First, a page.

Beijing: The first two cloned monkeys created by Chinese researchers have recently caught much spotlight on the international stage, as experts abroad praised the study as a technical advance with the potential of furthering human disease research.
“It’s a landmark work,” said Jun Wu, assistant professor at the University of Texas Southwestern Medical Centre, who had participated in the creation of the first human-pig chimera embryos and the altering of the genes of a human embryo in the US.
“Monkeys are the primates closest to humans and the biggest contribution of this work is to produce non-human primate models for human disease,” Xinhua quoted the professor as saying.
Darren Griffin, professor of genetics at the University of Kent, called the study “very impressive technically”.
Griffin said cloning primates have proven “much harder” than cloning other species like dogs, cats, pigs, horses and so on. “So to achieve that in primates has been quite a technical advance,” he said.
The two genetically identical, long-tailed macaques, named Zhong Zhong and Hua Hua, were successfully created from somatic cells using the same technique behind Dolly the sheep, according to an article that Chinese researchers published in the scientific journal Cell.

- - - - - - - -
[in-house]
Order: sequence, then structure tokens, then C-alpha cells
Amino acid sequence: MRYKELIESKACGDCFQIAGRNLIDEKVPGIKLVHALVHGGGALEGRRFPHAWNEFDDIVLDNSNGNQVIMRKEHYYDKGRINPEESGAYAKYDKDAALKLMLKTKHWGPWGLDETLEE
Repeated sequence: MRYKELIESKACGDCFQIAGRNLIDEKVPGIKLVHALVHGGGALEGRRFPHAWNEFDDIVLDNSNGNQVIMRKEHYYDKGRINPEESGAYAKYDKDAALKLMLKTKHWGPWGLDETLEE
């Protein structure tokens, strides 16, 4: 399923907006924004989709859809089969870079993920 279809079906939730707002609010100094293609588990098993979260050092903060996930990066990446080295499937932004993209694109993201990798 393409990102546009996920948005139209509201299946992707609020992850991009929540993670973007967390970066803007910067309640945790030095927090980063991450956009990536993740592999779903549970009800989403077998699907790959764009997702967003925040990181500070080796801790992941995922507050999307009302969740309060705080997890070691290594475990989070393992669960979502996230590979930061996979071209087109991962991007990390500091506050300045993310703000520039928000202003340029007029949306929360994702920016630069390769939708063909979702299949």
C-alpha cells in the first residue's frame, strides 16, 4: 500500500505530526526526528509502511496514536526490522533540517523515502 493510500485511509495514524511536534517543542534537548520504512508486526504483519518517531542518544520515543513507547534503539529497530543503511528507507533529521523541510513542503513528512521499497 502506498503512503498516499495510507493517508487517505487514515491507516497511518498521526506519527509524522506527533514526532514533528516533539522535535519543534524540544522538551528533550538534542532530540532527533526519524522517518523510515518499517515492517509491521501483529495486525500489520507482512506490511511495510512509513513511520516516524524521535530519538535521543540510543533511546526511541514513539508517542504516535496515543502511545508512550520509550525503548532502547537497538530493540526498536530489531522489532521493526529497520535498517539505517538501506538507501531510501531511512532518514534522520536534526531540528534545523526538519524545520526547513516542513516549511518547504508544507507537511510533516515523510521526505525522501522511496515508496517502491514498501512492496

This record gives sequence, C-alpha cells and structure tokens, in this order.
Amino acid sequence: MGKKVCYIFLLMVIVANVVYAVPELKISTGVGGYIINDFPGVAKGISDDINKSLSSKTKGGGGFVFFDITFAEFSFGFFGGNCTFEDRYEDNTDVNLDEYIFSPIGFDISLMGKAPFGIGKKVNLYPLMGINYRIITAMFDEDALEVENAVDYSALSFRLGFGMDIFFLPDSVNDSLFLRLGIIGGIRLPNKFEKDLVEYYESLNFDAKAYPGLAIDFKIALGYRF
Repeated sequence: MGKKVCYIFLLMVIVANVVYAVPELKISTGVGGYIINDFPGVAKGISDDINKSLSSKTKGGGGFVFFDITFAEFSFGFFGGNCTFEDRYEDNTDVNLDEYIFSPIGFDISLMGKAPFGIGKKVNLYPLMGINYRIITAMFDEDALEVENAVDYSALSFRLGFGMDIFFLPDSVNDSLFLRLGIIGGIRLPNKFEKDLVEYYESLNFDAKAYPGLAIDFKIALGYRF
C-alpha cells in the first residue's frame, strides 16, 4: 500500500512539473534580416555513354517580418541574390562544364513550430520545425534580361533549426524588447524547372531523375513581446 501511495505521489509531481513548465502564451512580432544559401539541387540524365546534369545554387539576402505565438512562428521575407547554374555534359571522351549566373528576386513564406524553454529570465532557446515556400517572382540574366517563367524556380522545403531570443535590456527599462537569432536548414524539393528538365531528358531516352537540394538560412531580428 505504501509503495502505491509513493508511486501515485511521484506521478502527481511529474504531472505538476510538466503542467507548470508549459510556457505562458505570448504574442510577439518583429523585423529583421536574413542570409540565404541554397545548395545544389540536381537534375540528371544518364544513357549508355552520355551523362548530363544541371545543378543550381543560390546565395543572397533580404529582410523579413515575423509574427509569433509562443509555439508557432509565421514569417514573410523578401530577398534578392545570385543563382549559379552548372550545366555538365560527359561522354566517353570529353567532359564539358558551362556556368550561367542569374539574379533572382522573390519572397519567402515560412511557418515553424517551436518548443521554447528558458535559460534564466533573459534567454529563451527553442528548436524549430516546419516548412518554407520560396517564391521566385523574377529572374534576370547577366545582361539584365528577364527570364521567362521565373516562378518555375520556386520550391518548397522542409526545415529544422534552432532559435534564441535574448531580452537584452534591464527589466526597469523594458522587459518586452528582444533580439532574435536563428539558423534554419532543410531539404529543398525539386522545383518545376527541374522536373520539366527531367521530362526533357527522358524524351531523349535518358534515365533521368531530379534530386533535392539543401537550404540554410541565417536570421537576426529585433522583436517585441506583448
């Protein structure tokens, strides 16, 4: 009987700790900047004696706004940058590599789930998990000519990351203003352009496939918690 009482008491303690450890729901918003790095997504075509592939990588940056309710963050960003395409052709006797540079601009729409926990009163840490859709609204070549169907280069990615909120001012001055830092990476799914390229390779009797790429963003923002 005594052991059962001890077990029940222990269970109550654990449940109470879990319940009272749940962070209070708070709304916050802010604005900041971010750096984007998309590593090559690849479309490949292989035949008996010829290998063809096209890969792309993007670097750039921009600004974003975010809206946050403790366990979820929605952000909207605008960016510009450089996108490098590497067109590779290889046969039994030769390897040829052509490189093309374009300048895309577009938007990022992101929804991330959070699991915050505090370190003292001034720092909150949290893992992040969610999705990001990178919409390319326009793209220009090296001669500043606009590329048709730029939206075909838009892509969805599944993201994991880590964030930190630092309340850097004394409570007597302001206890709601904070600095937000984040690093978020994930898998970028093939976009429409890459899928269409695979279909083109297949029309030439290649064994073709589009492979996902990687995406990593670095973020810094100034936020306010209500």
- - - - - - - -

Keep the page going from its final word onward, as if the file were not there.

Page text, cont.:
“Such cloning allows the production of genetically uniform monkeys as animal models for basic research in primate biology and for studying human disease mechanisms and therapeutic treatments,” the article said.
In this aspect, Griffin said that the production of such cloned animals could allow scientists to use “less animals” for their research.
Robert Desimone, Director of McGovern Institute of Brain Research at Massachusetts Institute of Technology in the US, labelled the study as “a significant advance” for disease research as the cloning methods may be “particularly useful for combining several disease-related mutations in the same animal”.
However, Griffin warned that the first cloning of a non-human primate would raise ethical concerns, with critics arguing that this could possibly be “one step closer to human cloning”.
“Careful consideration now needs to be given to the ethical framework under which such experiments can, and should, operate,” he said.